Making Sure the Price is Right

Service monitors online pricing, helps spot counterfeiting.

As online retail outlets proliferate, many manufacturers find themselves at a technology disadvantage when it comes to keeping tabs on the prices of their products, not to mention spotting gray market and counterfeit goods. Assigning a couple people to look at sites likely is insufficient to keep up with dynamic pricing changes.

Channel IQ helps manufacturers, retailers and distributors keep on top of pricing activity by providing real-time online pricing intelligence. The Chicago-based company uses a combination of software and services to monitor the prices being offered by thousands of retailers on Amazon, eBay, product comparison sites and individual retail sites. The company can check if, for example, retailers are violating minimum- advertised-price policies. Channel IQ also can check retail prices for competitors' products to help manufacturers and retailers adjust sales prices when warranted.

Along with helping set prices, the company can help spot counterfeit goods. That's a huge problem. Last November, agents from the Justice Department and Homeland Security closed 82 websites involved in selling counterfeit goods. In 2010, government agents seized fake goods totalling $188.1 million, which if genuine would have been worth $1.4 billion. Goods from China accounted for 66% of the value of the seizures by U.S. Customs and Border Protection.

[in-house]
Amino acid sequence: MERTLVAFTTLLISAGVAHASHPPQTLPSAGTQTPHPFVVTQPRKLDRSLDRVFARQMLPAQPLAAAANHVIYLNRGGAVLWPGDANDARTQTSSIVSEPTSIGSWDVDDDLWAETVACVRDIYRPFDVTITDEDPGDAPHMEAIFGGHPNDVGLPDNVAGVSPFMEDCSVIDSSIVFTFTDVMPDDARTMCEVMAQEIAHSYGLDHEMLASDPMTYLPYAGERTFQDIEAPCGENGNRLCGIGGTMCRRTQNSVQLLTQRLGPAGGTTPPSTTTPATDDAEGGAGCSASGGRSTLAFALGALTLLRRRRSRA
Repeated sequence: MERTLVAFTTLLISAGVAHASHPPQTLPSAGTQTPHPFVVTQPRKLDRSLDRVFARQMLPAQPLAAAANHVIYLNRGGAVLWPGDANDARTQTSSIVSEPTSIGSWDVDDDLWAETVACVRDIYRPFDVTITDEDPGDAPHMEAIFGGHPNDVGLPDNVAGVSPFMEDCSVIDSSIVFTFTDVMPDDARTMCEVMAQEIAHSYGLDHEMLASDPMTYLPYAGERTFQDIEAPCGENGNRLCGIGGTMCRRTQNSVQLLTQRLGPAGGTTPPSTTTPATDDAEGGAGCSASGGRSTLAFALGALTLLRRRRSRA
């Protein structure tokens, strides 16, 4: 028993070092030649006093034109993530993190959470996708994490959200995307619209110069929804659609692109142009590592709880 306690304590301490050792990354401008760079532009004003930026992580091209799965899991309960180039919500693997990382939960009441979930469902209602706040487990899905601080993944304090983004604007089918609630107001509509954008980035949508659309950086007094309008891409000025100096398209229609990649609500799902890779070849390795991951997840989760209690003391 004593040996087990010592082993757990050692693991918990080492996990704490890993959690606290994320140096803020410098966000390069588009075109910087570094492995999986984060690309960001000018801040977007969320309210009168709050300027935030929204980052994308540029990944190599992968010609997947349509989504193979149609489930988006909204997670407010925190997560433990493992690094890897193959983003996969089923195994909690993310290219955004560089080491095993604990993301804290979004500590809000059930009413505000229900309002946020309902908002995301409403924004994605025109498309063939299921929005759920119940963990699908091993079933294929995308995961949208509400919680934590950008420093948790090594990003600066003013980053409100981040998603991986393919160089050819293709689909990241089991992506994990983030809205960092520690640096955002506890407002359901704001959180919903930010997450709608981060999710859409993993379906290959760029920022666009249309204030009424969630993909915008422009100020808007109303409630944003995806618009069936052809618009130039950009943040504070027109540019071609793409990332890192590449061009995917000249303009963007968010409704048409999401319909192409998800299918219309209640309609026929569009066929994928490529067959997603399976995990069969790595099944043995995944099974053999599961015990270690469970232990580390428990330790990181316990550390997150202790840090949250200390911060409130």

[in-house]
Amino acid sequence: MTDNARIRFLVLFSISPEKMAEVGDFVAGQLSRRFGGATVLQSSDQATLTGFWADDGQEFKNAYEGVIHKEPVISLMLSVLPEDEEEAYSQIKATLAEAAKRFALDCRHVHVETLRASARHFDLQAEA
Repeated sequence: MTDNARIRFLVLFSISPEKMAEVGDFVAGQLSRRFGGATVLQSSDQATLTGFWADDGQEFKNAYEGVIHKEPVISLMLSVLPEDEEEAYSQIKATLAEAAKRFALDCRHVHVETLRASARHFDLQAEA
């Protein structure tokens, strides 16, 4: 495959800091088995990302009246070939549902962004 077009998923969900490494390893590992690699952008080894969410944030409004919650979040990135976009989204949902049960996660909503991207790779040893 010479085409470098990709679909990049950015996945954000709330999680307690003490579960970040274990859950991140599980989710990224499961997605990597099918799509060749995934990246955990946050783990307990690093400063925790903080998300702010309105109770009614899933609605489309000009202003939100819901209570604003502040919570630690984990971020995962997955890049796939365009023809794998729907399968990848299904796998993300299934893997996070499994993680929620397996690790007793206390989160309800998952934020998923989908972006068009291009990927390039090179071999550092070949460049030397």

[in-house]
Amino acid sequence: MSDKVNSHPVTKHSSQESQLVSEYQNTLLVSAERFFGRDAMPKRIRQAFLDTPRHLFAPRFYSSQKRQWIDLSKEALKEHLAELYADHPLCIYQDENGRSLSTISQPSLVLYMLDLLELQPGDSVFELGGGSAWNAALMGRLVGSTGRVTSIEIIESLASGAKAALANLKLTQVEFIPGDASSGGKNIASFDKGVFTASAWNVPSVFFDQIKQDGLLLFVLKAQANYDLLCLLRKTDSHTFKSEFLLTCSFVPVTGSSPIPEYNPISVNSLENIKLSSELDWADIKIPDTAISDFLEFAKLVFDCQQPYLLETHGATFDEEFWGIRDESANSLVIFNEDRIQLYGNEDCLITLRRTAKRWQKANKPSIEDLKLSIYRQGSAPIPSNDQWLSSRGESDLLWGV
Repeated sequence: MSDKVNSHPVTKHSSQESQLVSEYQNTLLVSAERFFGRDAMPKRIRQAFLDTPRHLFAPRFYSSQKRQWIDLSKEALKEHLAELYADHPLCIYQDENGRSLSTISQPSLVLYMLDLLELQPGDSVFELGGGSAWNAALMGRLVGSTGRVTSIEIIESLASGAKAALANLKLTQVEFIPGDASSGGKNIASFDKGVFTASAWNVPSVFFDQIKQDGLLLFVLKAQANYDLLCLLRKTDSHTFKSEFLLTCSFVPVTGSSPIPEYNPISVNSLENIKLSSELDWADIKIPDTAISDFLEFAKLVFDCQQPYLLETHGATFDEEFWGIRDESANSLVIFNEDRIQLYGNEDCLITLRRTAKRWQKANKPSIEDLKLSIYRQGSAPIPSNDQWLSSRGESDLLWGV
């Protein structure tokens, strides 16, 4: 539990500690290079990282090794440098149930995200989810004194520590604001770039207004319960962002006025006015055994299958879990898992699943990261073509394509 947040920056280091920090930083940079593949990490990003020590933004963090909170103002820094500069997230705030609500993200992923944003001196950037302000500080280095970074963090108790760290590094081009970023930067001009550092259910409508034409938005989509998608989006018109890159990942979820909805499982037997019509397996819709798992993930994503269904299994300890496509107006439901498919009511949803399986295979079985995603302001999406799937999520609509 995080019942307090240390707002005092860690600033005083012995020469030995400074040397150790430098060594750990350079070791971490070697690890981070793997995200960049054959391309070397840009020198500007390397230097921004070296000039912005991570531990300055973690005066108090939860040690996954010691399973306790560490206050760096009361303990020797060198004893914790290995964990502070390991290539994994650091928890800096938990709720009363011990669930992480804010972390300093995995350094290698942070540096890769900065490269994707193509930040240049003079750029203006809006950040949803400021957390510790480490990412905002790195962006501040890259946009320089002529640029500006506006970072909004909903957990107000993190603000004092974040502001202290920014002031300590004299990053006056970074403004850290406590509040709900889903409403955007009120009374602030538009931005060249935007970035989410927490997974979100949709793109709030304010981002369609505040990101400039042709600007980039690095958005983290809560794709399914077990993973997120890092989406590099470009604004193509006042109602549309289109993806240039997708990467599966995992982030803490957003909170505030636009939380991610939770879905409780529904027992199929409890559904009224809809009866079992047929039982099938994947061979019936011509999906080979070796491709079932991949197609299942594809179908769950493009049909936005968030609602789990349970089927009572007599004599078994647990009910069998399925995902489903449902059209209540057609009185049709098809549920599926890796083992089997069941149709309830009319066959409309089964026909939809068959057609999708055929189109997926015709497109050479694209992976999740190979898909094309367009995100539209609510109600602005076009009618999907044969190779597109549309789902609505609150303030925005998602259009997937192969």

The outsourcing of manufacturing to China, in combination with more online selling, introduced the specter of counterfeiting as a much more serious problem, notes Wes Shepherd, CEO of Channel IQ. He says many manufacturers were slow to recognize the threat and respond with policies, procedures and use of services such as his to combat counterfeit goods.

Channel IQ helps combat counterfeiting by taking products from a manufacturer's catalog that are susceptible to counterfeiting, matching SKUs against each web page and looking for key attributes, says Shepherd. We can filter against their catalog and, for example, show all the listings in North America that are below the landed costs on the West Coast, Shepherd explains. From perhaps 10,000 listings, the software uses data points associated with counterfeiting to produce a suspect list of 100. Of those 100 instances, 80 may actually be counterfeit. Armed with this data, companies can act to close counterfeit sites.

See Also:
Moving to Plan B

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